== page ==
Perhaps the biggest shortcoming of the article was that Nassif failed to make his audience clear. I felt he was speaking to the whole Orthodox Church. Others, it seems, feel he was addressing the Baptodox adherents to the Most Unique Orthdooxy Ever. I guess the article can be read either way.

I think Nassif was arguing for a Middle Eastern version of church relations which simply does not apply to America. In the Middle East, the Christians band together because the "enemy" is the mass of Muslims surrounding them. In America the "enemy" is composed of a large number of different churches and weird groups and cults--all of which have been successful in causing confusion and apostasy amongst the Orthodox.
Granted, there is also another enemy--rampant wordliness, but bible studies with conservative Christians won't solve that problem so much as create another--confusion in biblical interpretation.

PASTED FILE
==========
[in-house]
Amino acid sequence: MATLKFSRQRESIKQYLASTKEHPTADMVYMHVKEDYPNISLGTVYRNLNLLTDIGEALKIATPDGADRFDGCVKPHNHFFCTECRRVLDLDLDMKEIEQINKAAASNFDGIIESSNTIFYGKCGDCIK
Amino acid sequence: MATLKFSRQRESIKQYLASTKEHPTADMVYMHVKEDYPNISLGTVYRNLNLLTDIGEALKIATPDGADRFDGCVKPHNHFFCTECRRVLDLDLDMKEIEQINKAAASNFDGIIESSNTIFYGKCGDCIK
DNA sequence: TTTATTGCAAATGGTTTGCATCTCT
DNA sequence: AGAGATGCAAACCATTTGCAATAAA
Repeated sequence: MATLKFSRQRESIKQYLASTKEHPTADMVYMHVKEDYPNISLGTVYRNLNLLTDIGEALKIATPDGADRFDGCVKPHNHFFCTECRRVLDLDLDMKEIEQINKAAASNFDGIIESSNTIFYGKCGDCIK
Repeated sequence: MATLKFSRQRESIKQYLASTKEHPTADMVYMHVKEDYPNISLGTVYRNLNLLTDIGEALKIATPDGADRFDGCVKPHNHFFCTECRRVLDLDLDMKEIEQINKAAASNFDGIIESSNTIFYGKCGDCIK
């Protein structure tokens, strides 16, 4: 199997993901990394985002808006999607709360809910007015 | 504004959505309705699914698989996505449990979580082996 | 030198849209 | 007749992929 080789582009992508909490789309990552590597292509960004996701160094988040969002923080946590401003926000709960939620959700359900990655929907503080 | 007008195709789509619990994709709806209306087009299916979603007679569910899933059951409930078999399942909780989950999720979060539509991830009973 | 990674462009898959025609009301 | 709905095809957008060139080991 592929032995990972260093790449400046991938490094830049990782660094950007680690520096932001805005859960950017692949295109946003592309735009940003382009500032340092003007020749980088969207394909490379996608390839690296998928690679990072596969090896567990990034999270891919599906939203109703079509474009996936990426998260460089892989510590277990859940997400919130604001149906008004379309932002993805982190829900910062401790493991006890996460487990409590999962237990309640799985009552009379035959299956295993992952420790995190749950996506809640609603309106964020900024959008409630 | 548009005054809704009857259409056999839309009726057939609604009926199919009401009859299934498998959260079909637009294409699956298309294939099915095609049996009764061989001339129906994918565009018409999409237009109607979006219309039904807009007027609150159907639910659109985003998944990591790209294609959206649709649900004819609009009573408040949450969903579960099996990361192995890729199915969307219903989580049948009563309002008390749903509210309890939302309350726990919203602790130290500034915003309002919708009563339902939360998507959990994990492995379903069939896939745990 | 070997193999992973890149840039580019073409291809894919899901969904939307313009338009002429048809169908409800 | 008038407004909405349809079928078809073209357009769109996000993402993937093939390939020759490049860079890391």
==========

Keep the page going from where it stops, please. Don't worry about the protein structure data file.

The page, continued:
Even if 100% of Non-Orthodox Christians were well-meaning and sincere in their faith, that does not mean that Orthodox Christians should be ignorant or indifferent about their own tradition and faith.

The Orthodox faith teaches who Jesus really is. The Orthodox tradition leads people into a proper relationship with Jesus and shows them how he should be worshipped. This applies no matter the rite.

The grace of the Orthodox Church overflows spatial and temporal bounds because our Church was founded by Christ and his apostles and has not erred in teaching the truth. This belief does not condemn non-Orthodox to hell nor does it degrade the venerable non-Orthodox churches which have struggled with errors for centuries and still heroically preserved much of the apostolic faith and tradition. All this said, the Orthodox Church is still THE CHURCH. If I believe this, do I have a spiritual sickness?